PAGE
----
FOR IMMEDIATE RELEASE 13-92
August 30, 2013
Adam Bosch (DEP) (845) 334-7868
Ann Roberti (CMC) (845) 676-3643
Department of Environmental Protection and Catskill Mountain Club Open Hiking Trail at Pepacton Reservoir
New trail in Town of Andes built through partnership between City and local volunteers
The New York City Department of Environmental Protection (DEP) and the Catskill Mountain Club on Friday opened a new hiking trail on City-owned property near the Pepacton Reservoir. The trail, which was built and will be maintained by the Catskill Mountain Club, features an outlook with a scenic view of the Pepacton Reservoir along its 5.3-mile round trip.
The trail represents a collaborative effort between the City and the Catskill Mountain Club. DEP provided trail markers and access to the land, while the all-volunteer Catskill Mountain Club plotted and built the trail, and installed a sign to mark its beginning. The trailhead is located just off Route 30, across from the Shavertown Bridge Boat Launch on the Pepacton Reservoir in the Town of Andes. DEP acquired the property through its land acquisition program in 2010 as part of its ongoing effort to protect water quality around its reservoirs.
“This trail underscores our desire to open more City-owned property for recreation in the Catskills,” DEP Deputy Commissioner Paul Rush said at the opening ceremony. “By teaming up with local groups such as the Catskill Mountain Club, DEP hopes it can support local outdoor enthusiasts and the tourism economy by providing more access for hikers, fishermen, and others.”
Catskill Mountain Club President, Steve Berg, added, “We’re appreciative of DEP’s efforts to open additional lands for hiking and proud to take part in this historic development of our region, especially since research has shown a primary motivation for coming to the Catskills is interest in outdoor recreation, especially in organized group activities.”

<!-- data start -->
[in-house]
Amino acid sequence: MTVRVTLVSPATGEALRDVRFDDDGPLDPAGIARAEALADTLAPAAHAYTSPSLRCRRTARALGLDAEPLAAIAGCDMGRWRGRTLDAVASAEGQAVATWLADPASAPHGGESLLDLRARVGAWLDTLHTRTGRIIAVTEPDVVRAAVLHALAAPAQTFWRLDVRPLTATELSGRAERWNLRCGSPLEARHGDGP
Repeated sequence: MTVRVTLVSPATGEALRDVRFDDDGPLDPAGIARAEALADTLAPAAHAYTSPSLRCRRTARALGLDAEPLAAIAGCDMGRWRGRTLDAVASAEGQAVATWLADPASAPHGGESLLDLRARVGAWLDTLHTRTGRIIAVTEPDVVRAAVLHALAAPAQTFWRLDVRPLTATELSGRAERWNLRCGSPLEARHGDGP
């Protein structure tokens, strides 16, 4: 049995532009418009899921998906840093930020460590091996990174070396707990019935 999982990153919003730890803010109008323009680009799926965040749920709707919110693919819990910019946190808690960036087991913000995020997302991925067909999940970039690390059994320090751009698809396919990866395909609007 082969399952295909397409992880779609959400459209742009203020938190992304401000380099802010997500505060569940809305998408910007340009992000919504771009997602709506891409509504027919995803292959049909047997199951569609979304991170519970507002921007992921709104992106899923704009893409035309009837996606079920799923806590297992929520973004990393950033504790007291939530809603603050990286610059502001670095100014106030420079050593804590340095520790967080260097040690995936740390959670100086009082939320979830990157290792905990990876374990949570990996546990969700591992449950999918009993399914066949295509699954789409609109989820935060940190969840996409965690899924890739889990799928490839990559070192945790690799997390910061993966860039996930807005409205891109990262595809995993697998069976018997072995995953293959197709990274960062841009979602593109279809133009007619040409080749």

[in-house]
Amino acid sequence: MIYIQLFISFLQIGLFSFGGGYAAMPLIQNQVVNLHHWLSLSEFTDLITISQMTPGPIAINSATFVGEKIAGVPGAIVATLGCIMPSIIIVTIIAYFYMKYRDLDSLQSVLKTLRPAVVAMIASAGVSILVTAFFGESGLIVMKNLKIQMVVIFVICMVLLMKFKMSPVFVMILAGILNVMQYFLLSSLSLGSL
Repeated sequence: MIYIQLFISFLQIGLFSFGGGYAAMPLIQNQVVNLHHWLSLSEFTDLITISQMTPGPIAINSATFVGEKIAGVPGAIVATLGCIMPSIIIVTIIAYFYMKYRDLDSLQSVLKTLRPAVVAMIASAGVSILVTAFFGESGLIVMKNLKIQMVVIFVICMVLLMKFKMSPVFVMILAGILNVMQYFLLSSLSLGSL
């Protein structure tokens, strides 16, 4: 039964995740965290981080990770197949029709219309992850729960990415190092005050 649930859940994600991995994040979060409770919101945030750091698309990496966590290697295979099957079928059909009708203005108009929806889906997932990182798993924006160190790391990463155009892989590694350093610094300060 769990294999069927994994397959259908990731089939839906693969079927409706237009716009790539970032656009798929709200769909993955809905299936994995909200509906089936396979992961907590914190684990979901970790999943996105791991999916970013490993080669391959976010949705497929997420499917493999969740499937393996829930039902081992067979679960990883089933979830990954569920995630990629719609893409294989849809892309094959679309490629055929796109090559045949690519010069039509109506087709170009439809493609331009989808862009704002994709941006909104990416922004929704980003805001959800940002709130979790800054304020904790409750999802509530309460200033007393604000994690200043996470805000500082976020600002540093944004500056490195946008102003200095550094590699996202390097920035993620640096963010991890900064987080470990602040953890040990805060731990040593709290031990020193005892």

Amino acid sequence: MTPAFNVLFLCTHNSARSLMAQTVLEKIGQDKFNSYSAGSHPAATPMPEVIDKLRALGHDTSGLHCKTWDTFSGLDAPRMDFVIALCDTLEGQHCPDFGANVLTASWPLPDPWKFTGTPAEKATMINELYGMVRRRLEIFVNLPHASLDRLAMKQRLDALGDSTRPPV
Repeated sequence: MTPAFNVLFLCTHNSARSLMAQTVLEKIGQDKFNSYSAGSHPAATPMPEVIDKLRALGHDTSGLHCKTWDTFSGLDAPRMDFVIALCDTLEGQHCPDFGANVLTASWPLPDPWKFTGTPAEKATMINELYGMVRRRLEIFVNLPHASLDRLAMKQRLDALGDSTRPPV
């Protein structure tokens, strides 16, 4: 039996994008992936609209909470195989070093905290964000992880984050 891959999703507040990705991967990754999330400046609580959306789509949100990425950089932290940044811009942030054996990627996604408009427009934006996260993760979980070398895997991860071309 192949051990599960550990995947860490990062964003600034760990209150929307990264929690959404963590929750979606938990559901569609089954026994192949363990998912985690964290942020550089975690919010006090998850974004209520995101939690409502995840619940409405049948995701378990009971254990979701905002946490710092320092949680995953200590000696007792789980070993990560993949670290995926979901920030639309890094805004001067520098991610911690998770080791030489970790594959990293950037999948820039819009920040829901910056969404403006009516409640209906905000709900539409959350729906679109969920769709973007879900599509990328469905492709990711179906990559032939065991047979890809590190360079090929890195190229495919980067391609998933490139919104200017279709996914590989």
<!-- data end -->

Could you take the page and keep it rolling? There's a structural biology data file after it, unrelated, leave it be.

Andes Town Supervisor Martin Donnelly also thanked the Catskill Mountain Club at the opening ceremony. He gave special thanks to Catskill Mountain Club board member Ann Roberti for her work in leading the trail-building efforts on both the Shavertown trail and the recently completed 4-mile Andes Rail Trail.
The trail at Shavertown Bridge is the fourth hiking trail opened on City-owned land in the Catskills. The first three include a nature trail alongside a school in Conesville in Schoharie County, a walking and cross-country skiing trail near Windham in Greene County, and trails in the Delaware County towns of Tompkins and Walton that were built by the Finger Lakes Trail Conference with help from Catskill Mountain Club.
The new trail is also within walking distance of the Shavertown Bridge Boat Launch, a popular site for recreational boating on the Pepacton Reservoir. DEP expanded the recreational boating program in 2012 to include four of its reservoirs in the Catskills. In its first two years, the program has issued more than 1,600 tags for kayaking, canoeing and sailing. The Shavertown trail is one of many City-owned properties that are open to the public without the need for a permit. More than 52,000 City-owned acres in the Catskills can now be accessed without a permit for hiking, hunting, snowshoeing, and other low-impact recreation. That includes more than 40,000 acres in Delaware County.
Formed in 2003, The Catskill Mountain Club, Inc., is an all-volunteer group of outdoor enthusiasts interested in providing a wide variety of outdoor (non-motorized) recreational opportunities abundant in the Catskills. Its objective is to increase public awareness, appreciation and enjoyment of the region’s natural resources, public lands, and outdoor activities and to promote responsible, safe, and sustainable outdoor recreation.
DEP manages New York City’s water supply, providing more than one billion gallons of water each day to more than 9 million residents, including 8.3 million in New York City, and residents of Ulster, Orange, Putnam, and Westchester counties. This water comes from the Catskill, Delaware, and Croton watersheds that extend more than 125 miles from the City, and the system comprises 19 reservoirs, three controlled lakes, and numerous tunnels and aqueducts. DEP has nearly 6,000 employees, including almost 1,000 scientists, engineers, surveyors, watershed maintainers and others professionals in the upstate watershed. In addition to its $68 million payroll and $157 million in annual taxes paid in upstate counties, DEP has invested more than $1.5 billion in watershed protection programs—including partnership organizations such as the Catskill Watershed Corporation and the Watershed Agricultural Council—that support sustainable farming practices, environmentally sensitive economic development, and local economic opportunity. In addition, DEP has a robust capital program with over $14 billion in investments planned over the next 10 years that will create up to 3,000 construction-related jobs per year. For more information, visit nyc.gov/dep, like us on Facebook at facebook.com/nycwater, or follow us on Twitter at twitter.com/nycwater.